“Yet, we see then that these women are able to get supportive services.  They’re having HIV negative children.  And those women are then becoming the spokespersons for both the (health) ministry, the facilities and in their community, saying that, you know, this is what can happen if you access the services,” she says.

The Elizabeth Glaser Pediatric AIDS Foundation supported programs account for 25 percent of the services available worldwide to prevent mother-to-child transmission of HIV.

You May Like

Video One Year After Thai Coup, No End in Sight for Military Rule

Since carrying out the May 22, 2014 coup, the general has retired from the military but is still firmly in charge More

Goodbye, New York

This is what the fastest-growing big cities in America have in common More

Job-Seeking Bangladeshis Risk Lives to Find Work

The number of Bangladeshi migrants on smugglers’ boats bound for Southeast Asian countries has soared in the past two years More

This forum has been closed.
Comments
     
There are no comments in this forum. Be first and add one

Featured Videos

Your JavaScript is turned off or you have an old version of Adobe's Flash Player. Get the latest Flash player.
Turkey's Main Opposition Party Hopes for Election Breakthroughi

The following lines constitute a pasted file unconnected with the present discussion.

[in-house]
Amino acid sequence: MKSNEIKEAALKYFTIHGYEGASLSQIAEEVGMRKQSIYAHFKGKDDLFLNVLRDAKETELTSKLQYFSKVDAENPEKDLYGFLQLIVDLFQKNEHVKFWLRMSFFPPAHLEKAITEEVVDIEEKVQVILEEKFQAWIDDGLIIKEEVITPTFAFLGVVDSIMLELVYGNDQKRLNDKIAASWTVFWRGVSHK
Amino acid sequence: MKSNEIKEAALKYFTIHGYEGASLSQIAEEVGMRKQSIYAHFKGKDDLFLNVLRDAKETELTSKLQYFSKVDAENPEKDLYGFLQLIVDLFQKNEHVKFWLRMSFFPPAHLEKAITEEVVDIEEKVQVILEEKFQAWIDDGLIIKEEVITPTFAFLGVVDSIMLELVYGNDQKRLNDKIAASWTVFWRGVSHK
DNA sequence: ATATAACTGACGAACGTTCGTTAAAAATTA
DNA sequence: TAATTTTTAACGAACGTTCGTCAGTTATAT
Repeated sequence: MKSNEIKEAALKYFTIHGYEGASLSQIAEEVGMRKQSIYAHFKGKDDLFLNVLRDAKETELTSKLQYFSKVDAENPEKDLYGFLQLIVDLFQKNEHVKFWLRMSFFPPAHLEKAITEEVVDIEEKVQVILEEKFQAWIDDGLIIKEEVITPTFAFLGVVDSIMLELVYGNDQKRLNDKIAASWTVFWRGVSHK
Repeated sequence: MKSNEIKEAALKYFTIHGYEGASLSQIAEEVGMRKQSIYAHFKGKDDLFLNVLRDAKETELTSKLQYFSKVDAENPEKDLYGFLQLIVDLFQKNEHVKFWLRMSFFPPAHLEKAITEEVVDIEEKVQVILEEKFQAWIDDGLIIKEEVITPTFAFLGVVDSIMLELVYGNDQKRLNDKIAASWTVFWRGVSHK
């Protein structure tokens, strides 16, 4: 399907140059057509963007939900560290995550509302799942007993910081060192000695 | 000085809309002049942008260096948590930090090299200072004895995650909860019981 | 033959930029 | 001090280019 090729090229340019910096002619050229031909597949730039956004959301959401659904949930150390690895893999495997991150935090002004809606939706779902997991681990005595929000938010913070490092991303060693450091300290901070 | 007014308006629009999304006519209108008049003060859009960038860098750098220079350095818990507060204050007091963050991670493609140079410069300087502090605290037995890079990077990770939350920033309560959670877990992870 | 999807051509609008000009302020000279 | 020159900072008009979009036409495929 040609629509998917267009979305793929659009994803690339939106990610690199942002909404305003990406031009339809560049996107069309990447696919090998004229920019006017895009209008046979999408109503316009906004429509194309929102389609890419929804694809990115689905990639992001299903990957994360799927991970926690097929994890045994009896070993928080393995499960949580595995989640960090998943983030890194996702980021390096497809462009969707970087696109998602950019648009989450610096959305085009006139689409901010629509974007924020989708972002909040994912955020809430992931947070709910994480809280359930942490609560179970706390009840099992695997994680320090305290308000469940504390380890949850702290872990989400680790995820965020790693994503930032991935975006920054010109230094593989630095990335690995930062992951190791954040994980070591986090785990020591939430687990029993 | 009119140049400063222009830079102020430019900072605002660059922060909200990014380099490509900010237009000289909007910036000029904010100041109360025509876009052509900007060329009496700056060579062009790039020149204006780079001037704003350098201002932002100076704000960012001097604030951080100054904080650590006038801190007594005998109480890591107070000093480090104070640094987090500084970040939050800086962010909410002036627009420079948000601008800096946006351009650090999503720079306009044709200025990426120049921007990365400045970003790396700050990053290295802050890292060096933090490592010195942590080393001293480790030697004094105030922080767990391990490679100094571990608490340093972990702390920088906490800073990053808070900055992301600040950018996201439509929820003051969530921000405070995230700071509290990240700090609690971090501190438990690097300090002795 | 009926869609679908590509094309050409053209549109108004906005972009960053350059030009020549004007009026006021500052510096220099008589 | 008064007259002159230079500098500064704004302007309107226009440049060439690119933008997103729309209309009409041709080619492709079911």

X
May 22, 2015 10:23 AM
Turkey’s main opposition Republican People’s Party has sought an image change ahead of the June 7 general election. The move comes after suffering successive defeats at the hands of the Islamist-rooted AK Party, which has portrayed it as hostile to religion. Dorian Jones reports from the western city of Izmir.
Video

Video Turkey's Main Opposition Party Hopes for Election Breakthrough

Turkey’s main opposition Republican People’s Party has sought an image change ahead of the June 7 general election. The move comes after suffering successive defeats at the hands of the Islamist-rooted AK Party, which has portrayed it as hostile to religion. Dorian Jones reports from the western city of Izmir.
Video

Video Europe Follows US Lead in Tackling ‘Conflict Minerals’

Metals mined from conflict zones in places like the Democratic Republic of Congo are often sold by warlords to buy weapons. This week European lawmakers voted to force manufacturers to prove that their supply chains are not inadvertently fueling conflicts and human rights abuses. Henry Ridgwell reports from London.
Video

Video Class Tackles Questions of Race, Discrimination

Unrest in some U.S. cities is more than just a trending news item at Ladue Middle School in St. Louis, Missouri. As VOA’s Kane Farabaugh reports, it’s a focus of a multicultural studies class engaging students in wide-ranging discussions about racial tensions and police aggression.
Video

Video Mind-Controlled Prosthetics Are Getting Closer